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look at the purchase from a narrow viewpoint and miss the big picture.”

Changing Equipment

How and when to make the switch BY ROBERT KURTZ


SCs have many reasons for replacing one piece of equip- ment with another. Some are under the ASC’s control, but others are not. Careful planning and the five tips that follow can help ensure that an ASC is buying wisely and help make the changes involved easier for everyone. “Technologies constantly evolve as

do regulations,” says Scott Blair, direc- tor of medical equipment planning for Surgery Center Services of America, an ASC management and development company in Mesa, Arizona. “Over- night, the US Food and Drug Admin- istration (FDA) can stop the use of a particular device. Manufacturers can discontinue a product or they might unexpectedly go bankrupt.” Cathy Marlow, RN, materials man-

ager for The Surgical Institute of Mon- roe in Monroe, Michigan, says her ASC is most likely to make a change when it finds a quality product similar to what the ASC is already using that also offers savings or improved technology.

Introducing new equipment is chal- lenging, says Sherrie Landry, materi- als manager for Bayou Region Surgical Center in Thibodaux, Louisiana. “Even when I try to just change a mask or gown, I know I will not be able to please everybody. You have to always do what is best for the center.”

In addition to the steps discussed in “Capital Purchases” on page 15, the three suggest the following five techniques. 1. Make it a team effort by involving multiple staff members in the pro- cess. “There is not just one person with all of the answers,” Blair says. “Surgeons, despite being experts at using their equipment, often can- not describe it in detail or tell you the name or model that they are currently using. Scrub techs usually know more about equipment reli- ability or functionality. Nursing staff bring their own perspective. If you do not have a team effort focusing on the budget, comparing different products and taking other important factors into consideration, you may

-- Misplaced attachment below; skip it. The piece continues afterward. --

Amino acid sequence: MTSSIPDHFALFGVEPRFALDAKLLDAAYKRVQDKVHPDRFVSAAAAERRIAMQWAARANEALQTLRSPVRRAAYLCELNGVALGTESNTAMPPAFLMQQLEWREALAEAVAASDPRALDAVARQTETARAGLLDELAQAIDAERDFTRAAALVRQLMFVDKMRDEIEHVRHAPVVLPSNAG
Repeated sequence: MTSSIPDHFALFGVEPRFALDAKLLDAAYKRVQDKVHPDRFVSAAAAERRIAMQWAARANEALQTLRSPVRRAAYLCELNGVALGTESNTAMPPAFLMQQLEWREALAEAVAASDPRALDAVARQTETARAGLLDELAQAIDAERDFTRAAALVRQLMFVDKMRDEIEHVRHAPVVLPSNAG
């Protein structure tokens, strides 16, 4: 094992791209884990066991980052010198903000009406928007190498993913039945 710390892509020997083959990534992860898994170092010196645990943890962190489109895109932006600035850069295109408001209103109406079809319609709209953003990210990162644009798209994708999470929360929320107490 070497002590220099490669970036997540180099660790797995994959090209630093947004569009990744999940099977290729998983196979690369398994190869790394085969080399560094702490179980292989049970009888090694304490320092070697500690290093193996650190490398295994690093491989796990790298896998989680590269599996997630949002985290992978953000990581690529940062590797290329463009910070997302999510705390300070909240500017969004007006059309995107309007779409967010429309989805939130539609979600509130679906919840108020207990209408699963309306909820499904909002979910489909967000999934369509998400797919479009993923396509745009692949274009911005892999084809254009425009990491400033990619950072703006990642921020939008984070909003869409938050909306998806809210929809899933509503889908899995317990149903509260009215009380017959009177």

2. Spend more time on larger pur- chases. Cautioning ASCs never to rush equipment purchases, Blair ad- vises committing more resources to examining substantial investments. “You never want to spend more than necessary. If you occasionally buy a drill that costs $26,000 over one that is $18,000 to keep a physician hap- py, amortized over seven years, that price difference is not very signifi- cant,” he says. “But if you are con- sidering upgrading from a $50,000 microscope to a $200,000 micro- scope, you should slow the process down so you do not miss opportuni- ties for significant discounts.”

3. Keep emotions in check. When there is debate over a purchase, emo- tions may run high. “When there is the risk of this happening, walk away and make the decision another day,” Blair says. “If you cannot control what you are thinking, you are more likely to get taken advantage of or make a decision you will regret.”

4. Educate staff on use. Once a piece of equipment is purchased, make sure staff members have the oppor- tunity to get comfortable with it be- fore they use the equipment during a case, Landry advises. “We train the staff on how to use new equipment through in-services. If possible, we will bring in company representa- tives to help with training.”

5. Know when not to make a change. While it is worthwhile to research equipment options that might bring about an improvement, conducting this review does not necessitate mak- ing a change, Marlow says. “Some- times the pricing of equipment we consider purchasing is not where we would like it to be. Usually if the com- pany wants your business, it will offer a price that works for you. If not, then we will stay with what we have that we know already works for us.”


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